But likely also you will find you need a better flash. Light is what makes photos and the oon-camera flash can't be aimed for indirect "bounce" flash and the straight on lighting is NOT going to make partraits of children look good.

    I'd go for the 50mm f/1.4 lens or if that is to much money the f/1.8 50mm.

    But really the first thing is to sshoot 1,000 frames and judge them and find what you like and don't like about the images, then buy gear to fix the problem. That is the KEY. If you can't clearly state the problem you are trying to fix, you become a "gear collector" not a photographer. It is a common trap.

    I bet you almost never use the 75-300 zoom. The only use of a long and slow lens like that is if your subject is on the other side of some physical barrier that prevents you from getting closer and it is a bright sunny day. Not likely to happen if the subject is a family member.
     
  7. ocabj macrumors 6502a

    ocabj

    Joined:
    Jul 2, 2009
    #7
    The 70-200 f/2.8L IS II is definitely far better than the 24-70 f/2.8L with regards to CA and sharpness/contrast wide open. If you're shooting portraits, the 70-200 will be the better choice (assuming you have room to shoot it).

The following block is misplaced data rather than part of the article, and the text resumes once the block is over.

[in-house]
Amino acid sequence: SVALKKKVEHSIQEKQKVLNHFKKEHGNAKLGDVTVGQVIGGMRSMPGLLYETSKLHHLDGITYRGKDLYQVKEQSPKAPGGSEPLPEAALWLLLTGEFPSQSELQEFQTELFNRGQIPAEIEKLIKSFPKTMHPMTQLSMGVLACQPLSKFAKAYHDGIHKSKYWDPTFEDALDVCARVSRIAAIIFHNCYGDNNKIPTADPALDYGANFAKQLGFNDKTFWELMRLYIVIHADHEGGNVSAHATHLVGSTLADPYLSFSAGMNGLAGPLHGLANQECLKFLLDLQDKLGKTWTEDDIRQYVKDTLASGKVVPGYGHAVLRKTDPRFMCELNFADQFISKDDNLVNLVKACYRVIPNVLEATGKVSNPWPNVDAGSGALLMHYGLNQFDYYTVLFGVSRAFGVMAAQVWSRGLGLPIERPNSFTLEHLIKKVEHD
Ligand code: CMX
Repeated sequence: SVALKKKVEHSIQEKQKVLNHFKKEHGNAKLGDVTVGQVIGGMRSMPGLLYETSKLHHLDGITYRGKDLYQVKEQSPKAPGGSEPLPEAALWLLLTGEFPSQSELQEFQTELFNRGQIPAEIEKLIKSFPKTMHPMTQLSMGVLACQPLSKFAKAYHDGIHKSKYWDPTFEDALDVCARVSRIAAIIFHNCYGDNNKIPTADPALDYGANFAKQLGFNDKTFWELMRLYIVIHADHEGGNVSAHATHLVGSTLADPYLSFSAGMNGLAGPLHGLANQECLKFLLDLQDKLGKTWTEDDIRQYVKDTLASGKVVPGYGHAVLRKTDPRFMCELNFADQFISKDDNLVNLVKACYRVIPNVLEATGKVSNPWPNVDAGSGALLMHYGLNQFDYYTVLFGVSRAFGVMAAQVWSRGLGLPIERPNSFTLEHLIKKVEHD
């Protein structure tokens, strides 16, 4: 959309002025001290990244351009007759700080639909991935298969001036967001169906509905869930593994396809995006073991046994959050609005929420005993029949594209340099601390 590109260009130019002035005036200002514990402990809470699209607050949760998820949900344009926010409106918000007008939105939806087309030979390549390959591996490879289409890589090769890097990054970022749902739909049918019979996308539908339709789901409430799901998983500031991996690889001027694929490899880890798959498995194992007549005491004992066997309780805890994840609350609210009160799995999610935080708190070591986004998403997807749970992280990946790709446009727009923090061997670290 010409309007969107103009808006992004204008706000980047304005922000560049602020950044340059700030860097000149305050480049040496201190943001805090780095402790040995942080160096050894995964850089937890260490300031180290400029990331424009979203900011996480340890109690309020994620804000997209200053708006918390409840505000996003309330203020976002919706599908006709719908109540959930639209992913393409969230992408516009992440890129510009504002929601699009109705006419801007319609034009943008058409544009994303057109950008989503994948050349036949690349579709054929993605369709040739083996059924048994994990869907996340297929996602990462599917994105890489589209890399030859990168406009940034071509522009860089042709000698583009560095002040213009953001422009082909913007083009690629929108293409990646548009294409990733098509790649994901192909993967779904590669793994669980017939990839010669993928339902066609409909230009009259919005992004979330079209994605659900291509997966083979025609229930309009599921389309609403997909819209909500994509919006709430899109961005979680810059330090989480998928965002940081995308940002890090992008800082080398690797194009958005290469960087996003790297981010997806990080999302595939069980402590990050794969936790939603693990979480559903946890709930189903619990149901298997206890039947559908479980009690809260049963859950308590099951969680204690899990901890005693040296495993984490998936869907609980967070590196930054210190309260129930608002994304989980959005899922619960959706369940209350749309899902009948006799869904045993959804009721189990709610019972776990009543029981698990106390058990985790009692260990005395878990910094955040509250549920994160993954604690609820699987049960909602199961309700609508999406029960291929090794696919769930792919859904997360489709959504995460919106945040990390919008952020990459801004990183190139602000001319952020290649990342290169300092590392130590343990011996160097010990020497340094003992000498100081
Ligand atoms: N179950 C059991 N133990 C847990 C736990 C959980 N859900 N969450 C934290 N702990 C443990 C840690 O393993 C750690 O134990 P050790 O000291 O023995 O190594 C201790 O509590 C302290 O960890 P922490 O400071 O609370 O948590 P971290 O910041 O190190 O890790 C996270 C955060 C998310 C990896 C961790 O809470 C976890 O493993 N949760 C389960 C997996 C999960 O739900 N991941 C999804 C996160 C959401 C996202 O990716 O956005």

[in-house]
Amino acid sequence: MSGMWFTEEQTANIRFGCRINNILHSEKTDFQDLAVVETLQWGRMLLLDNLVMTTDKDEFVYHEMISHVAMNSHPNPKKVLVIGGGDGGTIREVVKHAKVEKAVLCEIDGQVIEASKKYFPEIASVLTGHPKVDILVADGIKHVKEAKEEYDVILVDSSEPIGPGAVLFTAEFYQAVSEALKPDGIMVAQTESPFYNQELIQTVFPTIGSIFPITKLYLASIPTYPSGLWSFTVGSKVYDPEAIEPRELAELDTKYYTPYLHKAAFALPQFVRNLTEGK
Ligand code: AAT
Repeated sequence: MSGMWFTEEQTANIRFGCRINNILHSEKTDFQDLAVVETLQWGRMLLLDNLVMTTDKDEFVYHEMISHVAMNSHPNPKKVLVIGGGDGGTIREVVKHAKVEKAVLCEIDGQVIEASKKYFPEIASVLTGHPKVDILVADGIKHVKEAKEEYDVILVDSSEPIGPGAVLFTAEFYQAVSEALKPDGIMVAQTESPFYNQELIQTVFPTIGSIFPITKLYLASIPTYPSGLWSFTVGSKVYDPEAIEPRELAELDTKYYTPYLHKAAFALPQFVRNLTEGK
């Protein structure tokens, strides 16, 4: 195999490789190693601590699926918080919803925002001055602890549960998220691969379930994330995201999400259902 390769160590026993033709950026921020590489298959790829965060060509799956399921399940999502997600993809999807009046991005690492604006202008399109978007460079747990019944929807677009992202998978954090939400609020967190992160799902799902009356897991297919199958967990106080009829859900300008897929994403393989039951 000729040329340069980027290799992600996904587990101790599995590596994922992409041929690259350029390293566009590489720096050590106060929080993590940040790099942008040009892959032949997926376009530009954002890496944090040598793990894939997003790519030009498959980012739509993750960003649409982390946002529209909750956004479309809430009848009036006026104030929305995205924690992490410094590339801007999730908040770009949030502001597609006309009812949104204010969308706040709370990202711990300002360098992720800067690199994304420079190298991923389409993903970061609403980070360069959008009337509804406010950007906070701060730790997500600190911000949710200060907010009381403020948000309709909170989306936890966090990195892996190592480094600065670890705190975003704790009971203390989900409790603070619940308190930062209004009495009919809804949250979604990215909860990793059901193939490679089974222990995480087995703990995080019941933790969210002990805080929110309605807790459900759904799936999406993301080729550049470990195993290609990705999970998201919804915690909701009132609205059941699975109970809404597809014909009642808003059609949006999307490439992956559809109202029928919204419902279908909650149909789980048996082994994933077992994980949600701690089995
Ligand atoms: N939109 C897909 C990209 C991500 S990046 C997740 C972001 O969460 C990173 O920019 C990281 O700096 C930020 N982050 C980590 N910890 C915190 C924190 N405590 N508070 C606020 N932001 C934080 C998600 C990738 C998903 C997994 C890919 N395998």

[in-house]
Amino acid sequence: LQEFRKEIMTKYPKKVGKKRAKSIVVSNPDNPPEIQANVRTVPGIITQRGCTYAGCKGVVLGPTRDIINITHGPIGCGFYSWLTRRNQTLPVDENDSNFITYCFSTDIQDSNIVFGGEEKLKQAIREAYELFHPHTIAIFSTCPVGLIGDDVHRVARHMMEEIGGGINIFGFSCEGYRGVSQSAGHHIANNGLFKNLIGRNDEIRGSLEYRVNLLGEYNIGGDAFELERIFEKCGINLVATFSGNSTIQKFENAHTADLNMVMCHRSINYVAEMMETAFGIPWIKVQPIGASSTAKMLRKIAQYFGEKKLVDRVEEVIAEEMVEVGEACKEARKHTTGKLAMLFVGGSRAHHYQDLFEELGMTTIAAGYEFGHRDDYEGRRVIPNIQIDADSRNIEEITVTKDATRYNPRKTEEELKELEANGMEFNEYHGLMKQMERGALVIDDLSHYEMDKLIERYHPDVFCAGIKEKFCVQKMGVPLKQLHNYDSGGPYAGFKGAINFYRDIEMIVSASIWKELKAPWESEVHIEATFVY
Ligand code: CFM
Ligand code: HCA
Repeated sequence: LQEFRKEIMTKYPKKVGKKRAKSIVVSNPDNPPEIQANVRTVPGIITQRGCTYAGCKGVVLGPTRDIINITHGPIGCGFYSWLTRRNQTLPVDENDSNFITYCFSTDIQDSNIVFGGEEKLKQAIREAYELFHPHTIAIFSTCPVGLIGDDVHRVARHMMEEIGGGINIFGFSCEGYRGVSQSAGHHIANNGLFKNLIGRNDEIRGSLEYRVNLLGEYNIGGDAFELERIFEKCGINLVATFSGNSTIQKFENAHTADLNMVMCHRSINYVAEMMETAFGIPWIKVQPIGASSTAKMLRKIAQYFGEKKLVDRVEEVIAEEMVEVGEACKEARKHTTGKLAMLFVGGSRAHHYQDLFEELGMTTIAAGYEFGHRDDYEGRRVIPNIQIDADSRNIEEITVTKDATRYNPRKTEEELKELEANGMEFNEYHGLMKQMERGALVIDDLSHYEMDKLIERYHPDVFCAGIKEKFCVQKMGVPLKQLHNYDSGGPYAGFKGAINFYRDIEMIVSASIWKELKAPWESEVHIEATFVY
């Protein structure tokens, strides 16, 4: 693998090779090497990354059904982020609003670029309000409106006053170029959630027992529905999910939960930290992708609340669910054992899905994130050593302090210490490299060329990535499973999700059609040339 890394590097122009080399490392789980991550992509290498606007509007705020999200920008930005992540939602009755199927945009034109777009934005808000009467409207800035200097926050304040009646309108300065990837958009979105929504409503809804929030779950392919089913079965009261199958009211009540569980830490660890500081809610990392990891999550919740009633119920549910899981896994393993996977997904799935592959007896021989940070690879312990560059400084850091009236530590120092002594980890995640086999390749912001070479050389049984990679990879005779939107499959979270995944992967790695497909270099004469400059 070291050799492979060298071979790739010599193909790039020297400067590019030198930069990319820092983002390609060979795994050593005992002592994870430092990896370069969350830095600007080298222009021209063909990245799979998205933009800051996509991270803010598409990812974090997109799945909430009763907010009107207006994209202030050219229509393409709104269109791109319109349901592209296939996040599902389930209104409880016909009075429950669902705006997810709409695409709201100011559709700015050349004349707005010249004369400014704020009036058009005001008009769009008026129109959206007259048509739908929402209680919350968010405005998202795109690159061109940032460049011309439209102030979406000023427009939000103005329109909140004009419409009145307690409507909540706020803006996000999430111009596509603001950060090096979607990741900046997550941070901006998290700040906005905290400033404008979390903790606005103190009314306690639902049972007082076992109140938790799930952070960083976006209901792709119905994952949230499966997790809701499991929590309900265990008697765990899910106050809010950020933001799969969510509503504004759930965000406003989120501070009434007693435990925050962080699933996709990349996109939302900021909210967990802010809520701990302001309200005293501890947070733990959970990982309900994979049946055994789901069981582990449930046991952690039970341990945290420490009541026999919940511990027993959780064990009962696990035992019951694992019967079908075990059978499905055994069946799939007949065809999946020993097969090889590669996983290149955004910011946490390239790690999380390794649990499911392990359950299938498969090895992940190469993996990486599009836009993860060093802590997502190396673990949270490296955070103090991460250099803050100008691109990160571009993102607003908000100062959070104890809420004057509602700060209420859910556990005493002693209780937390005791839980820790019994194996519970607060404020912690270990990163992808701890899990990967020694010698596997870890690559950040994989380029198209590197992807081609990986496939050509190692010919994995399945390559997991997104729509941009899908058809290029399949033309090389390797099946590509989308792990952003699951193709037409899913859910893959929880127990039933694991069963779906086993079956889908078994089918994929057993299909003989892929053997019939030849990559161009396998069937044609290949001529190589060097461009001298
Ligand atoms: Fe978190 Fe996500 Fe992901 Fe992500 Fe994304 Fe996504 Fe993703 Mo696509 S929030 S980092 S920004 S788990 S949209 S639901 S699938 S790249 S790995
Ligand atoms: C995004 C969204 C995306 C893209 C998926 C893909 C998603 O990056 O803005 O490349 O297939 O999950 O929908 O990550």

But we'll see what the 24-70 f/2.8L II brings when it finally arrives. The MTF charts for that lens look impressive. Though if it is just as good as the 70-200 f/2.8L IS II image wise wide-open, I'm still not sure I'll ditch my 24-70 f/2.8L to buy the II. I just don't shoot the 24-70 enough to warrant updating the lens at that price difference *AND* the extraneous cost of getting a new Singh-Ray Vari-ND and B+W Kaesemann CPL in an 82mm thread (from my current 77mm sizes).
     
  8. jdavtz macrumors 6502a

    Joined:
    Aug 22, 2005
    Location:
    Kenya
    #8
    You can actually get a reasonably-blurred background with your current lens when shooting a baby as you get a quite "natural" perspective being up-close to him or her, because as humans we are used to looking at babies from a foot or two away. If you did that with an adult their face would appear weird/distorted.

    You'd get better quality photos with e.g. a 24mm f/1.4 or 35mm f/2 or 50mm f/1.8 lens, which will allow you to shoot in lower levels of natural light and allow you to further-decrease your depth of field.

    A zoom like 24-70mm f/2.8 is pretty good and obviously flexible but weights a ton and costs loads. You haven't mentioned if you have a budget.

    If you're using "props" including some form of background, then blurring the background might not be an issue at all and you may be wanting to stop down to f/5.6 or f/8 to increase depth of field of your subject's face, assuming you have enough light.

    Using off-camera flashes is an option but adds complexity and cost and is also easy to do very badly and not necessarily easy to do well -- I don't think many photographers would say they mastered multiple off-camera light source use in a matter of weeks.
     
  9. El Cabong macrumors 6502a

    Joined:
    Dec 1, 2008
    #9
    Another vote for a 50mm f/1.8 or f/1.4. Maybe an 85mm, depending on your prefence.

    I think the f/2.8 zooms would be overkill. Lights would be good if you have time to figure them out.